In his book ROLL THE DICE, PICK A DOC AND HOPE FOR THE BEST, Len Kreisler MD included a chapter about his four years working as a cruise ship doctor for Regent Lines called What Ship, What Cabin, and Doctor Who? This is an excerpt from that chapter.
The nurse and I received an emergency call from the main dining room. As we entered the crowded room we spotted the group we were looking for in a far corner. A very large man lay motionless on the floor while a passenger attempted resuscitation. Observers offered opinions and advice. One very intoxicated female stood by shouting.
“Get up you $*/ *? ^ &!%(#, I’m not flying home by myself.”
It so happened this was the man’s second wife, married to the brother of a well known comedian. The nurse became quite annoyed by the crowd blocking access to the patient. I could see the patient was cyanotic with no signs of life. I advised the nurse to call for a stretcher and a few strong attendants to help us remove the man to the infirmary. The stretcher arrived with four muscular Jamaicans. We quickly loaded and left.
The deceased was in his seventies, but looked ninety. He was loaded with all kinds of jewelry and a Rolex watch. His shirt was unbuttoned to his mid-chest. He looked like a stereotyped Las Vegas high roller commonly seen in the Rat Pack years. He was 6 foot 4 inches and at least 75 pounds overweight. He smelled of vomit, cigarettes, cigars and liquor. There wasn’t much doubt he died of a heart attack.
The intoxicated wife arrived shortly after we managed to get him and the stretcher onto the examining table. He was too heavy to lift off the stretcher. She circled the body a few times before asking if she could give him one last farewell kiss. Who could refuse such a tender request? She then proceeded to remove all his jewelry (we noted the event into his written record with itemized articles.)
The captain told me the one-body cooler was on the top deck (10 flights above us). He had turned it on before coming down to medical. It would take at least two hours to cool down. What would we have done if we had gotten another body? Put it in the food lockers…in body bags of course.
The new widow left with the hotel manager. We wrapped two sheets around the body and secured them with canvas straps. He was too big for a body bag. The nurse and I left for the hotel manager’s office. I tried to answer the widow’s irrelevant questions as they placed a call to the deceased’s son. The widow grabbed the phone as soon as contact was made.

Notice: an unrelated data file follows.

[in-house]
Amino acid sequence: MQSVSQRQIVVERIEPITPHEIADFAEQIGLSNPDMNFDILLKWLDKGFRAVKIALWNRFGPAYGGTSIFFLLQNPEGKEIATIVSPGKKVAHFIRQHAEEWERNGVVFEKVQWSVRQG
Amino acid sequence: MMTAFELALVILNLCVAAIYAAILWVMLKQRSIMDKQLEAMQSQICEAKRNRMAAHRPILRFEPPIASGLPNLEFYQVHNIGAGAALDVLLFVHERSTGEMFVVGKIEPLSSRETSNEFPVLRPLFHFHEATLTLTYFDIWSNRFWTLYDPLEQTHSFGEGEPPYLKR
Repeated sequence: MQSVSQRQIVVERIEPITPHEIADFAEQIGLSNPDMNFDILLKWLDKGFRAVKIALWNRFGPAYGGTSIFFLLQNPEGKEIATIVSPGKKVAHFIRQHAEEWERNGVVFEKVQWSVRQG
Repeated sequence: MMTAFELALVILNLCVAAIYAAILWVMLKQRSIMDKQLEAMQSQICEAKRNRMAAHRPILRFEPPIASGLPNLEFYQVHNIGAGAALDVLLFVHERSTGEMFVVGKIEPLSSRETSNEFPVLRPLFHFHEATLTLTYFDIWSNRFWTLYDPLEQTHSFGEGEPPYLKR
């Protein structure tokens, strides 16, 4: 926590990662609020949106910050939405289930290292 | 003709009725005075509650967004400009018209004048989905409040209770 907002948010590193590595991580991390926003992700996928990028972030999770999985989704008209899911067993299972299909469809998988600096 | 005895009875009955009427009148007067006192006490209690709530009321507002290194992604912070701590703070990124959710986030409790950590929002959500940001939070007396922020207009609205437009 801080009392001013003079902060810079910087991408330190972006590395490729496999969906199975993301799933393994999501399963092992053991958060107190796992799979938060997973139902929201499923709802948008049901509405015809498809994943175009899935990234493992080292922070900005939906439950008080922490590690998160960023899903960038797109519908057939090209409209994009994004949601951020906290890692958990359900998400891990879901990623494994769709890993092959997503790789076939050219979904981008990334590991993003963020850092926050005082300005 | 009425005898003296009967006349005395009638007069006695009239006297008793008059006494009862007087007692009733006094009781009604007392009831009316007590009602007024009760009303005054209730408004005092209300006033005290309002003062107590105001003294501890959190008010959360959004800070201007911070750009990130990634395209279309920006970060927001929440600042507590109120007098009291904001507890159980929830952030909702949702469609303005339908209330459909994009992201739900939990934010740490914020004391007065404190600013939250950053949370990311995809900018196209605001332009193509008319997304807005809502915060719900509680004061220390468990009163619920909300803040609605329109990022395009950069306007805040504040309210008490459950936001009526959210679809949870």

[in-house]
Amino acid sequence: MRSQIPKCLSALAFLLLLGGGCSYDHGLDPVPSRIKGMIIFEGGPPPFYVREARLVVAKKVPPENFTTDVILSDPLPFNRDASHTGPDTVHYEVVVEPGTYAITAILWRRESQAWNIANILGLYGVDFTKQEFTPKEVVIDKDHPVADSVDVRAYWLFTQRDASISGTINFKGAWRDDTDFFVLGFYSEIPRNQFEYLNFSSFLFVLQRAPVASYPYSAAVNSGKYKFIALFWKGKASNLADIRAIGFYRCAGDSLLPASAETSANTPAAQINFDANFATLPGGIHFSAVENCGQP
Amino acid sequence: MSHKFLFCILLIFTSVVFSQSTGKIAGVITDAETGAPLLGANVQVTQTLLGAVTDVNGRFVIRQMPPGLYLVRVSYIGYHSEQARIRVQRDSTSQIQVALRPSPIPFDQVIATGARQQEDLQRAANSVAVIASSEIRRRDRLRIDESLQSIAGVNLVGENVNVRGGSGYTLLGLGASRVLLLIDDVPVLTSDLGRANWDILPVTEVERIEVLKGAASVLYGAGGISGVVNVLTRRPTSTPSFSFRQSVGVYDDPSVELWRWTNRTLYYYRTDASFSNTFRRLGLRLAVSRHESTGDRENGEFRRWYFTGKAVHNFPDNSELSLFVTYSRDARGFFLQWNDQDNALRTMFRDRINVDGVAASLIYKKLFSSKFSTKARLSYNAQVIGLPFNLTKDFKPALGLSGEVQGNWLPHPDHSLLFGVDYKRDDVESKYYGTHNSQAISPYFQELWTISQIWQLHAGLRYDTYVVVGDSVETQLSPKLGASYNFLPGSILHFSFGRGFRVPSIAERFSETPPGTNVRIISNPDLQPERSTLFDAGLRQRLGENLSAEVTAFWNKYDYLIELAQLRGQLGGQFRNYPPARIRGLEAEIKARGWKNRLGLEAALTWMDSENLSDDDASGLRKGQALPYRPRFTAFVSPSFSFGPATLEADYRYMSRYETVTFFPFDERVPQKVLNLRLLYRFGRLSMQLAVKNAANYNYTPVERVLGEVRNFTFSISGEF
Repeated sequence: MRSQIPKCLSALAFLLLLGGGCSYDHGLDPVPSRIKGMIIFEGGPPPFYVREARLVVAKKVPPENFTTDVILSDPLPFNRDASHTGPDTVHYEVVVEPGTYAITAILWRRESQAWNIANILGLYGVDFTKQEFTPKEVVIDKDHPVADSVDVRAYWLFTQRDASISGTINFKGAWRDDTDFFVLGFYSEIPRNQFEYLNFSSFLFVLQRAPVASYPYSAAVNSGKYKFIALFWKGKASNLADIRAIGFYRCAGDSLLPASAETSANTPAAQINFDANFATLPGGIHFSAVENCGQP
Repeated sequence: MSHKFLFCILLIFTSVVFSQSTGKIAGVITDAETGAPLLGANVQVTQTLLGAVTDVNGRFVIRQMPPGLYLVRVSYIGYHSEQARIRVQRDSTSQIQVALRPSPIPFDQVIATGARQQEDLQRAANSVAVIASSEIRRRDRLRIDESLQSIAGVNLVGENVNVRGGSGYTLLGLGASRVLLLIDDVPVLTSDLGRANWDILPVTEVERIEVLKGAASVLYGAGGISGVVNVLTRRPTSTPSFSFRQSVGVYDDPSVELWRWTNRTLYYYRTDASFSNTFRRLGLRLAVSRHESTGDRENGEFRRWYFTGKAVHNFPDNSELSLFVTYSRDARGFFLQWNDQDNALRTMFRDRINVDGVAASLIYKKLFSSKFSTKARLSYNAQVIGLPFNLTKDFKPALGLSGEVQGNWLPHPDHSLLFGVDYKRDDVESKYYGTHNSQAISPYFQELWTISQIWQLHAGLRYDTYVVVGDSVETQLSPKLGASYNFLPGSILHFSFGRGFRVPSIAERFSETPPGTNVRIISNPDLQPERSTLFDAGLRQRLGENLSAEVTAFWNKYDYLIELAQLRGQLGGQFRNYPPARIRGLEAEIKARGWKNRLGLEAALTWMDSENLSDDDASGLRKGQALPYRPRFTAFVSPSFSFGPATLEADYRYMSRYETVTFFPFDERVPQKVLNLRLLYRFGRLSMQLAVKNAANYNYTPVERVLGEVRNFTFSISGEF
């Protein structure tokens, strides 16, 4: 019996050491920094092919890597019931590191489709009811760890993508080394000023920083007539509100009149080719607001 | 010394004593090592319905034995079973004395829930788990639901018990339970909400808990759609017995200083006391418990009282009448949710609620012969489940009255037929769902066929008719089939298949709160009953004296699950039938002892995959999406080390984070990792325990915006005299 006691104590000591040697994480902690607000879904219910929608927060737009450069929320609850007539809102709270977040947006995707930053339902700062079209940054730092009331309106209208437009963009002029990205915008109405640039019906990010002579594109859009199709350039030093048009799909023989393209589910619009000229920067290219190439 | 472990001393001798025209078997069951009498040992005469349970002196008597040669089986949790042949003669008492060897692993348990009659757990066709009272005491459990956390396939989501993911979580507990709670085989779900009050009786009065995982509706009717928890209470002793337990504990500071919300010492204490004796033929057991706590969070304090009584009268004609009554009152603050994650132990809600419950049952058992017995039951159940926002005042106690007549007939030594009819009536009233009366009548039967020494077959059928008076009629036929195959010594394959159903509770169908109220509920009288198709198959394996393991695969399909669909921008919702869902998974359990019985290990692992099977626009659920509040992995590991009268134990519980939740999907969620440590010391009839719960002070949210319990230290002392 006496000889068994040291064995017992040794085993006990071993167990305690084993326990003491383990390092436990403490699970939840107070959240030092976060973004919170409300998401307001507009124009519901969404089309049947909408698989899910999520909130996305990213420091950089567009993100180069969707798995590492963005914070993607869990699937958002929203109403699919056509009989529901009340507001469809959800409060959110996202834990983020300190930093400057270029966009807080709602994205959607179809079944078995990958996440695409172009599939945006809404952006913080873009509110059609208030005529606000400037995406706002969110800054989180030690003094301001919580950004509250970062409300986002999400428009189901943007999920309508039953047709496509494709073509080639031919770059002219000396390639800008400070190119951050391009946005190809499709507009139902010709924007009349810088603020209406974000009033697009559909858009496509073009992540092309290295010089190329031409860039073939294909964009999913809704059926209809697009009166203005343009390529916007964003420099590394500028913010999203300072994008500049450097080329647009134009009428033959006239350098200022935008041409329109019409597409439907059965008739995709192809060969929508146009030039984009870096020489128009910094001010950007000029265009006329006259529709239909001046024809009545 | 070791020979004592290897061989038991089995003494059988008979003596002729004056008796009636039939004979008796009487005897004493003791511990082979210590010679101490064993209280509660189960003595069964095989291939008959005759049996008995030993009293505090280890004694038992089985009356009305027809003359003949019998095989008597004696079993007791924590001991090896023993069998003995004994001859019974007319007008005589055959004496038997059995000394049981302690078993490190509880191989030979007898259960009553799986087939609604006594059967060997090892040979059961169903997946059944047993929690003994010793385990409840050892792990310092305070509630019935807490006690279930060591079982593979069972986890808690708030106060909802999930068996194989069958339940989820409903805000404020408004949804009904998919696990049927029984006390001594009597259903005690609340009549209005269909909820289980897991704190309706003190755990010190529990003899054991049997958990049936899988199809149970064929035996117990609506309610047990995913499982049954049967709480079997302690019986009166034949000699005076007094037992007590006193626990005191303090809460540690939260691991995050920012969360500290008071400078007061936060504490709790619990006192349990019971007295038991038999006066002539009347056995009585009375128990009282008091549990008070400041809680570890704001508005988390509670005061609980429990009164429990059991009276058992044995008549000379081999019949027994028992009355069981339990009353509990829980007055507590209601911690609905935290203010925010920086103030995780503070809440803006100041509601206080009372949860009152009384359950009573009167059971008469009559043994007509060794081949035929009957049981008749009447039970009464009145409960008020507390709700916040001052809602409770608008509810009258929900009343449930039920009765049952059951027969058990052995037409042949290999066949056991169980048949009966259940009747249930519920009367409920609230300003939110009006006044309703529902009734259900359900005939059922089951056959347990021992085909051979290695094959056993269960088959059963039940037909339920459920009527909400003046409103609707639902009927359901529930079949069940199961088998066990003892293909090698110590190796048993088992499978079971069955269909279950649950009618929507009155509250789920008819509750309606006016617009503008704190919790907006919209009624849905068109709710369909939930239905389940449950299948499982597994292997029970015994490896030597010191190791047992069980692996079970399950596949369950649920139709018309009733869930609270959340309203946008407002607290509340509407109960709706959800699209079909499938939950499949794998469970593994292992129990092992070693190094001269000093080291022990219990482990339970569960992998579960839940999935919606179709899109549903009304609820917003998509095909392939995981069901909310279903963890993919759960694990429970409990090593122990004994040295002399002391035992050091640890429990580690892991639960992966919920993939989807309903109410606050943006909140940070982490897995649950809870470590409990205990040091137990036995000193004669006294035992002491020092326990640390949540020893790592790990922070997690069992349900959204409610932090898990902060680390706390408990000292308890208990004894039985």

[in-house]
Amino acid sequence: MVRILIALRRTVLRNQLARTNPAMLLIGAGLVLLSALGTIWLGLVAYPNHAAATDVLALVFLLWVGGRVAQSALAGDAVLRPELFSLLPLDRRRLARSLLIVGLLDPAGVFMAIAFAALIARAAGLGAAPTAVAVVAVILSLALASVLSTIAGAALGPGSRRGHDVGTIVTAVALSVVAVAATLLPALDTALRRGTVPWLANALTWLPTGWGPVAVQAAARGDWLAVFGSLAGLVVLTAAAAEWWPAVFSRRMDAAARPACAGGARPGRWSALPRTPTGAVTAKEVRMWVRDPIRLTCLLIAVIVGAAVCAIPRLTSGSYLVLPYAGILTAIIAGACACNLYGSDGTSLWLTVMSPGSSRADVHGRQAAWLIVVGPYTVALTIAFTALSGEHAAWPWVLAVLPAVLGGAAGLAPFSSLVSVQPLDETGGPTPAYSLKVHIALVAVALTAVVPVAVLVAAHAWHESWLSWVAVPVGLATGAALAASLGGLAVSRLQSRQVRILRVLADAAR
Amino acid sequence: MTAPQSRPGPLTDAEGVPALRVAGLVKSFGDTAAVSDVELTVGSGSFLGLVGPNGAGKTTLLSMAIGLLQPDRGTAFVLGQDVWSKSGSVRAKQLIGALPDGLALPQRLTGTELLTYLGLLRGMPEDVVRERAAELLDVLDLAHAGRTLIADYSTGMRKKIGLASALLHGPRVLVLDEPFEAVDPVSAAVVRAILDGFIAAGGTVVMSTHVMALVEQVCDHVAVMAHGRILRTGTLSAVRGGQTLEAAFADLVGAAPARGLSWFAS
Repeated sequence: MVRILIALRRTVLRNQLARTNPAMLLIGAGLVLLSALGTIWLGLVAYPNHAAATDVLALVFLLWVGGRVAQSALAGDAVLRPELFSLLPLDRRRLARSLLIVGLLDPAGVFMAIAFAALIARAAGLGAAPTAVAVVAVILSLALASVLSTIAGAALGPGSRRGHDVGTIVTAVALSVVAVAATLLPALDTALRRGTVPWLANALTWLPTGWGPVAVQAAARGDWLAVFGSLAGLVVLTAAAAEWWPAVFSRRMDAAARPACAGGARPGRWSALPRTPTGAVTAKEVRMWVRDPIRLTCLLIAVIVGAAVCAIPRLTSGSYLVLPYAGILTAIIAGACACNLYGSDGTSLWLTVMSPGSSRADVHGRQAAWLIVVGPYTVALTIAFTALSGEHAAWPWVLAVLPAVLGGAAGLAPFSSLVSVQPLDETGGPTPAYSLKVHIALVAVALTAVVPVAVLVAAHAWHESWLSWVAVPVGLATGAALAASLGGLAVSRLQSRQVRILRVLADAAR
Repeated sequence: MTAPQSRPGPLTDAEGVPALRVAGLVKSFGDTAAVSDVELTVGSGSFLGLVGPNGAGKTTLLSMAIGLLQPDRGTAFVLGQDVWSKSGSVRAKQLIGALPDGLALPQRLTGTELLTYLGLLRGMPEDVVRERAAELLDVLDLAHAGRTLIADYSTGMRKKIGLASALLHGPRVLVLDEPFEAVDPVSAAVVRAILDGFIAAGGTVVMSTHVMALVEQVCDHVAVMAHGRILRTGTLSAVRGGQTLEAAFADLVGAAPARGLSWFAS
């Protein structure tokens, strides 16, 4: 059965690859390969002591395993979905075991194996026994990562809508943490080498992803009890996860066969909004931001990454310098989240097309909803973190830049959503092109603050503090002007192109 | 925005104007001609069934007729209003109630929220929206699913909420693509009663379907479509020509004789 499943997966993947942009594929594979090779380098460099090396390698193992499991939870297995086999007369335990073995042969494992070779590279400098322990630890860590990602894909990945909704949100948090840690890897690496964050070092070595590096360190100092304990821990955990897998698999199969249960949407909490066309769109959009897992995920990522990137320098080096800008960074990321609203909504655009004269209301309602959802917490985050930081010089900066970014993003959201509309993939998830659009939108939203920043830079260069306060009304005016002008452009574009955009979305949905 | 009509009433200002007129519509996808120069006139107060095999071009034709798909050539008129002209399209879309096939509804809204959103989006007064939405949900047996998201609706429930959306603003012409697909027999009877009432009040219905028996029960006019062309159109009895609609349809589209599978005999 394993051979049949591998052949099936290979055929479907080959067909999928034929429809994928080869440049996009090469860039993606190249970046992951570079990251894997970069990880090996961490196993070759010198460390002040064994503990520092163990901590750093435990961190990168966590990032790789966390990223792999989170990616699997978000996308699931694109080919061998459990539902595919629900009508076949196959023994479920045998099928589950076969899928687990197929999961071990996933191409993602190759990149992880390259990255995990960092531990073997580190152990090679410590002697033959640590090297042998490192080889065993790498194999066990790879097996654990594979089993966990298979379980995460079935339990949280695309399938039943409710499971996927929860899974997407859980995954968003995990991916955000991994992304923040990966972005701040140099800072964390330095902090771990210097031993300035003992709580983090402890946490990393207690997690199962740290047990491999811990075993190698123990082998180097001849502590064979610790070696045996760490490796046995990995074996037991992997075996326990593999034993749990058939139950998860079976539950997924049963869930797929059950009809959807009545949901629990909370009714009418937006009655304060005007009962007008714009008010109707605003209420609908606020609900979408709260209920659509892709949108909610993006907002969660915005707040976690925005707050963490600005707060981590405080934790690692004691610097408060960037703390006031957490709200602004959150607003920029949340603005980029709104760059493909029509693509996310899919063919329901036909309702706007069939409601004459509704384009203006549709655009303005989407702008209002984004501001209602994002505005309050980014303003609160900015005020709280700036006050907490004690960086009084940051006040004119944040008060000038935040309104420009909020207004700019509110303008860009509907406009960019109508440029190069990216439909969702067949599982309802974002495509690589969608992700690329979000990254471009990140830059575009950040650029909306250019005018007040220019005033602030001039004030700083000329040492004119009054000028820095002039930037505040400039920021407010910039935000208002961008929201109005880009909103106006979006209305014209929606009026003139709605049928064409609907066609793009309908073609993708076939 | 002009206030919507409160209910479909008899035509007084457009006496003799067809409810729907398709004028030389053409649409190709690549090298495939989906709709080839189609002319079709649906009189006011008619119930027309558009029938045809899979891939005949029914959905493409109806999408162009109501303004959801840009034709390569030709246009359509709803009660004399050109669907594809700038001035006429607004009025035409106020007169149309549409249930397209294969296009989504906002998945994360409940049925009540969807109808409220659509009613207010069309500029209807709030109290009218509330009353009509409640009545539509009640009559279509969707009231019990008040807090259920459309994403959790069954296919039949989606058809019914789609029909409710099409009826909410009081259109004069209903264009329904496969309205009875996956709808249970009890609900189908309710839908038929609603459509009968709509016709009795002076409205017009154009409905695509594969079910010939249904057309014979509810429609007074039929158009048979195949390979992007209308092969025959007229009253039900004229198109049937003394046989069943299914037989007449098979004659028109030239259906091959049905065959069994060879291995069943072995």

“Your dad finally bought the farm. Doc says he didn’t suffer. Now listen, I don’t want (she rattled off a list of names) at the funeral. Here Doc, he wants to talk to you.” She handed me the phone.
The first question to me was “Is she drunk again?”
He informed me that his dad had two previous heart attacks. He was a diabetic, overweight, hypertensive, heavy smoker and drinker and determined to do it his way…right to the end. We gave him the protocol for having the body flown back and he thanked us for our efforts. The nurse and I never got paid and decided not to pursue it.
Almost 4 hours had passed since our patient’s demise. It was after midnight. We had to move the body to the cooler. The nurse offered four Jamaican cabin attendants $5 each to act as stretcher-bearers. The easiest and most direct route was heading for the nearest opening to the back deck and up the outside stairs. The hotel manager insisted on a set of inside tortuous stairs reasoning that his route was least likely to encounter passengers. I wondered how many senior citizens wander around the outside decks after midnight. He outranked me so up the inside we went.
The Jamaicans struggled with the heavy load on the narrow, winding stairways. After negotiating two levels they stopped to assess a strong fecal odor permeating the stairwell. The body, with all the food and liquor inside, had been lying around four hours at room temperature. Fermentation was creating gas, bloating and odors. The Jamaicans looked at each other wondering who passed gas. They all denied it.
“Not me maaan!” was the emphatic refrain.
As if on cue the corpse burped fluid which produced a gurgling sound and a wet stain on the sheet in the vicinity of the mouth. The four men dropped the stretcher and pulled back in horror.
“Da maaan is arguing wid da devil,” exclaimed one of the Jamaicans.
Only two could be coaxed back…by offering an additional $10 each. The nurse and I each took a corner of the stretcher. We finally made it to the cooler and called it a night.
We arrived around 8:00 AM. The funeral people were waiting at the dock. The staff captain prepared to use the side arm designed for the specific purpose of swinging the stretcher and body clear of the top deck and lowering it directly onto the dock. The hotel manager once again intervened, saying that it might attract unwanted passenger attention. He directed the body again be taken through the inside staircases. At that point I grabbed the nurse’s arm and left the scene. I heard later someone had removed the straps securing the body to the stretcher. The body rolled off the stretcher at least once before making it to the dock.
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